Victoria is set to trial a new smartphone-based payments app that will allow commuters to tap on and off across the myki ticketing network using their device.
Minister for Public Transport Jacinta Allan today announced the upcoming trial of the app - dubbed mobile myki – that will initially be limited to Android users.
The state government has been looking to introduce contactless technology since handing the contract for the myki system back to incumbent NTT Data in July 2016 for $700 million.
The app, which will augment the existing physical myki card, will work with “existing myki ticket barriers and card readers” across the transport network by leveraging near field communications (NFC) technology.
This dodges the need for new infrastructure or equipment to be built, which other jurisdictions have also been keen to avoid.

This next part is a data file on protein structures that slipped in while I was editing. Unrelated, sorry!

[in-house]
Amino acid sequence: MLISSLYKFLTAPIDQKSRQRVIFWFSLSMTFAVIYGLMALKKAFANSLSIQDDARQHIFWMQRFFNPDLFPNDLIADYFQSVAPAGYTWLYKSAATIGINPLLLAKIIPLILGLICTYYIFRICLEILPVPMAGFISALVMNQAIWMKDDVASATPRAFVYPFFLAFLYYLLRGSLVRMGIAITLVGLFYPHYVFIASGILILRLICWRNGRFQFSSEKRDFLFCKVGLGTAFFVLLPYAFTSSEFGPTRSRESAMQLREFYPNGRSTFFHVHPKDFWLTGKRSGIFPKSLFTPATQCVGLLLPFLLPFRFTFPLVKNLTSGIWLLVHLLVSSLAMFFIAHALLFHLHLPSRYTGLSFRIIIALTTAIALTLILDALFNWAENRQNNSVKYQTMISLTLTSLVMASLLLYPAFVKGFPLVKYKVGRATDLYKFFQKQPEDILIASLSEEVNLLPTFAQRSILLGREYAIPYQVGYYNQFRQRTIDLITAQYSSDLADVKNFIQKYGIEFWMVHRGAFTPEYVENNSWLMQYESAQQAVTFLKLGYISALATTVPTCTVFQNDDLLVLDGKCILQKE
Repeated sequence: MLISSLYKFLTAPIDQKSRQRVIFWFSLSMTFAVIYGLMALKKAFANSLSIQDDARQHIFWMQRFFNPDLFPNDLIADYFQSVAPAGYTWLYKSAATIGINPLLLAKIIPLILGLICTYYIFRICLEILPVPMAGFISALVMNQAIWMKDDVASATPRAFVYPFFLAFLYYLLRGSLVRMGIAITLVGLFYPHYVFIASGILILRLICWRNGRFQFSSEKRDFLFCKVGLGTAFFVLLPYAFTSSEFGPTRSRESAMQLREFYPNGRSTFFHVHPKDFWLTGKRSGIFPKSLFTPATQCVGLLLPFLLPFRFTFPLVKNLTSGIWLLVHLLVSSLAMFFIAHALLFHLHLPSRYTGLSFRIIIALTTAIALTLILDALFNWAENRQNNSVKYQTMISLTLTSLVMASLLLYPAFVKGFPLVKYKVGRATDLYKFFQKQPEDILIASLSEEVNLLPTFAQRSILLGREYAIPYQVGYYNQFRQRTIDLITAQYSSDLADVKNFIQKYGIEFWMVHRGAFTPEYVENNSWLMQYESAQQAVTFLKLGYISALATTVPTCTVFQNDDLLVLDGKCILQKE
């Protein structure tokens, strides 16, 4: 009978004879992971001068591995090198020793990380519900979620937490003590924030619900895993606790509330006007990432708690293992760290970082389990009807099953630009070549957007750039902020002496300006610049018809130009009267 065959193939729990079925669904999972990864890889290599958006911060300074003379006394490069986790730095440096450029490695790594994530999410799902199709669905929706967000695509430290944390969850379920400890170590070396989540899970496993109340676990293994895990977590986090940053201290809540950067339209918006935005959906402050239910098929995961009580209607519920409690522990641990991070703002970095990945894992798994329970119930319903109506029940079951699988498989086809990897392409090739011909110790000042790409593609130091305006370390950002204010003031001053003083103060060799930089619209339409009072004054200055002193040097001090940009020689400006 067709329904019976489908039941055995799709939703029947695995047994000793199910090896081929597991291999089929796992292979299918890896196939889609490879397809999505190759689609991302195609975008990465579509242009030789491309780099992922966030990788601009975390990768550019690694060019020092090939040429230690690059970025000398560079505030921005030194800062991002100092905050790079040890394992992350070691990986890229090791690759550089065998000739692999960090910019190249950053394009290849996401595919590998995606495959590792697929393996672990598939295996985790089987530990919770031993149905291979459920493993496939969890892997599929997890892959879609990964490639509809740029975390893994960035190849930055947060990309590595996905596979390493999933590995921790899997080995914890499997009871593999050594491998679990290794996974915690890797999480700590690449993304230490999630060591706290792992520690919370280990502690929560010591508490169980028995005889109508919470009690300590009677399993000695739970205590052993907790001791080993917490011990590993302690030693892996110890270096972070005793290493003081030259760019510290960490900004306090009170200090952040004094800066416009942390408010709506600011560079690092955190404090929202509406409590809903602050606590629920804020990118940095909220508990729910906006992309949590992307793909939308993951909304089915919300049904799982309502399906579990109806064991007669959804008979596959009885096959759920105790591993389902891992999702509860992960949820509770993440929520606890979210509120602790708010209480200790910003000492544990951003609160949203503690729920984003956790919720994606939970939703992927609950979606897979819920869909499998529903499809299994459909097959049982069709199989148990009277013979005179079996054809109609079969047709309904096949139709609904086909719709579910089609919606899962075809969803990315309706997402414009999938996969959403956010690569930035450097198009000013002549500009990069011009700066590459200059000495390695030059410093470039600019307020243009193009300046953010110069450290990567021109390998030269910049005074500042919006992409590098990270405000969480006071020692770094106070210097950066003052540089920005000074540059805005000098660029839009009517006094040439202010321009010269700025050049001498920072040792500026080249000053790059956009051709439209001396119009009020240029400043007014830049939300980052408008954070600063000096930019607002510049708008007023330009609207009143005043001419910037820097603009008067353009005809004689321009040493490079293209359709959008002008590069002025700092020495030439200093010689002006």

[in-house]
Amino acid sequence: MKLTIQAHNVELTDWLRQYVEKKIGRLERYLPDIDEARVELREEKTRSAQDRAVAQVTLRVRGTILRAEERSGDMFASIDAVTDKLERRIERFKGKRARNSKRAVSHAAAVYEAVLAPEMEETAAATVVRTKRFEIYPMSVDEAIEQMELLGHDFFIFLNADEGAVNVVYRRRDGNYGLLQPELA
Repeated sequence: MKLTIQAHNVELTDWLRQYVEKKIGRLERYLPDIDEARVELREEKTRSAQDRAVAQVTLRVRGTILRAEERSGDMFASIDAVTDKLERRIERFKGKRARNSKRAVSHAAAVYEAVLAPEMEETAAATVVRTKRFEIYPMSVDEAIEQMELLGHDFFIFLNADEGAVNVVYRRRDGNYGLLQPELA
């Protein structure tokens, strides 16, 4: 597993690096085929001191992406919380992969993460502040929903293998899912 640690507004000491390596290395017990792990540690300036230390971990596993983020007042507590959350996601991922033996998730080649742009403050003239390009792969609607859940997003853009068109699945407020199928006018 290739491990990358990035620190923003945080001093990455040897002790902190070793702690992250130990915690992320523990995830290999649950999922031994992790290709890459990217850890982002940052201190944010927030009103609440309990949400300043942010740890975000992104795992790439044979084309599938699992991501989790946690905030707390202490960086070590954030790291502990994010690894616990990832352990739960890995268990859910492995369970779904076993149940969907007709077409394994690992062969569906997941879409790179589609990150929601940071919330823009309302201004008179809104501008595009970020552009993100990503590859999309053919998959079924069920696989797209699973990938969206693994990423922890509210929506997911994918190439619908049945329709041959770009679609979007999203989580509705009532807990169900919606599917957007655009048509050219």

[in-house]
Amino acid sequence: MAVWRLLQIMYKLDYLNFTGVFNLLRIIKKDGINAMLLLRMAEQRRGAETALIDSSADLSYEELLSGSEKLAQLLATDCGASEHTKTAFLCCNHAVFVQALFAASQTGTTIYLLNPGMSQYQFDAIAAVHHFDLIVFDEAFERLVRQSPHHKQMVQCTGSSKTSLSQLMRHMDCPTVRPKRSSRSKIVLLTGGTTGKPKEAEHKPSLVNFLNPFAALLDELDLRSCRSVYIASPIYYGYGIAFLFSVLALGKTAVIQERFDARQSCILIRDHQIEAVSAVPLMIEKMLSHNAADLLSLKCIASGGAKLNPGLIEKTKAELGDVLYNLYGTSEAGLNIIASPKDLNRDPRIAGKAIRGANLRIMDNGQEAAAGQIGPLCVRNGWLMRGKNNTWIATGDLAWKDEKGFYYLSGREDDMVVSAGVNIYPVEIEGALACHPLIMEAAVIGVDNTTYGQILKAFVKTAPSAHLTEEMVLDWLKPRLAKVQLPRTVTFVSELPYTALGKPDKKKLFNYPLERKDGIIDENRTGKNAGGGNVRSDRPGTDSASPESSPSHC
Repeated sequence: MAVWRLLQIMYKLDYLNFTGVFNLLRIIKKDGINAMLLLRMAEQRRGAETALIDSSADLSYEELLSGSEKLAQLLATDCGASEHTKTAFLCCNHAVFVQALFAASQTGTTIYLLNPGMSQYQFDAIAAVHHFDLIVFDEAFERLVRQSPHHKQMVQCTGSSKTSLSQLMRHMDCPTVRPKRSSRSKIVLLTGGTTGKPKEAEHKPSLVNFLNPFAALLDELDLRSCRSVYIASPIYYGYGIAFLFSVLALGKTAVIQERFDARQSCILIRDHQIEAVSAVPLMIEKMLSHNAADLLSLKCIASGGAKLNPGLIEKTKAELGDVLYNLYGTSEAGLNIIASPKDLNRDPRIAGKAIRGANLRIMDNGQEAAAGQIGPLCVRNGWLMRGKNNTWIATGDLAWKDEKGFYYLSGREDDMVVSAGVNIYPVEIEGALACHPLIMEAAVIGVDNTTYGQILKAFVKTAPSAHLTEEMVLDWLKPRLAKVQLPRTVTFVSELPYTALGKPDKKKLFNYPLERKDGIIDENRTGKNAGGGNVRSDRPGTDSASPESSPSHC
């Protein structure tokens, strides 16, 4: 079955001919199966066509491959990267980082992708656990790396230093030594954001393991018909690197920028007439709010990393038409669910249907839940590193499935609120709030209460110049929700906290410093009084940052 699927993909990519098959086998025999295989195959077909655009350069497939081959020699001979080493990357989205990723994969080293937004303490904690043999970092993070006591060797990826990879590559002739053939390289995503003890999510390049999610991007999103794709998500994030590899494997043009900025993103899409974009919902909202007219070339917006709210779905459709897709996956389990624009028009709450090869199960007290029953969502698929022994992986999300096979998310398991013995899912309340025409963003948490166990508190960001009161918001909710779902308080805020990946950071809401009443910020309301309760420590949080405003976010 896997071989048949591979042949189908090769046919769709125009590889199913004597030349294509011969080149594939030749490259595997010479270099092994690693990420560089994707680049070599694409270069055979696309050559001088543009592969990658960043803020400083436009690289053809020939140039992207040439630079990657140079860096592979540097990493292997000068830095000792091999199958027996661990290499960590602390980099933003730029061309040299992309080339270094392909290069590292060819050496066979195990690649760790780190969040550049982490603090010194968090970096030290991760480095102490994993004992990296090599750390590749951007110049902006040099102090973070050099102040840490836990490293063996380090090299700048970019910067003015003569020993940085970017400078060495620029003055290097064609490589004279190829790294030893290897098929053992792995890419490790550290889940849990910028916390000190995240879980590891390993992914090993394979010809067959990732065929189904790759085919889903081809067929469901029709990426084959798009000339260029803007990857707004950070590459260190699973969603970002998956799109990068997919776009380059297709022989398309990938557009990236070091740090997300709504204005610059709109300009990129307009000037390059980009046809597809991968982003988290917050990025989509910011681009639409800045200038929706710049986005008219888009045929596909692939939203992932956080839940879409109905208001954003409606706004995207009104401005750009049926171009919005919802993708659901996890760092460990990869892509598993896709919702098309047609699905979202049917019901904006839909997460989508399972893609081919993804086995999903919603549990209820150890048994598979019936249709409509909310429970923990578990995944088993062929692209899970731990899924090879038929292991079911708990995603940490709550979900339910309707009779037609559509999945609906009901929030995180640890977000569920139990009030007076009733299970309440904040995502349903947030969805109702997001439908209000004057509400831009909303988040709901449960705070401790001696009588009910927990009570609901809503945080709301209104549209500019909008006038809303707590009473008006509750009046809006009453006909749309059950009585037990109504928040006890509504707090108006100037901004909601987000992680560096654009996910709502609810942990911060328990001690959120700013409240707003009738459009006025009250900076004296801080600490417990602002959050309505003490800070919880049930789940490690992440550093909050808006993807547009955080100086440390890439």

The app will also “allow passengers to top up on the go, check the balance of their myki at any time, avoid queues for ticketing machines and reduce the chance of forgetting or losing a physical card”.
It will be trialled on “a limited, industry-based test group of [Android] users” over the “coming months”, before being extended to the wider public later in the year.
“We’re trialling this new technology as part of our ongoing work to make public transport easy and accessible for more Victorians,” Allan said.
“Over the next year we will watch how the trial goes, and make sure we get the technology right before making it available for all Victorians.”
The government expects the trial will run until early next year before it will make a decision on whether to extend mobile myki to all passengers.
Both NSW and South Australia are currently trialling similar smartphone payment methods on parts of their public transport systems.
Transport for NSW's trial involves offering contactless payments via contactless-enabled American Express, Mastercard or Visa cards and smartphones to commuters on all Sydney ferries and the inner west light rail network.
In SA, the Department of Planning, Transport and Infrastructure is also looking to test the feasibility of smartphone-based payments on Adelaide's public transport network using two different technology approaches.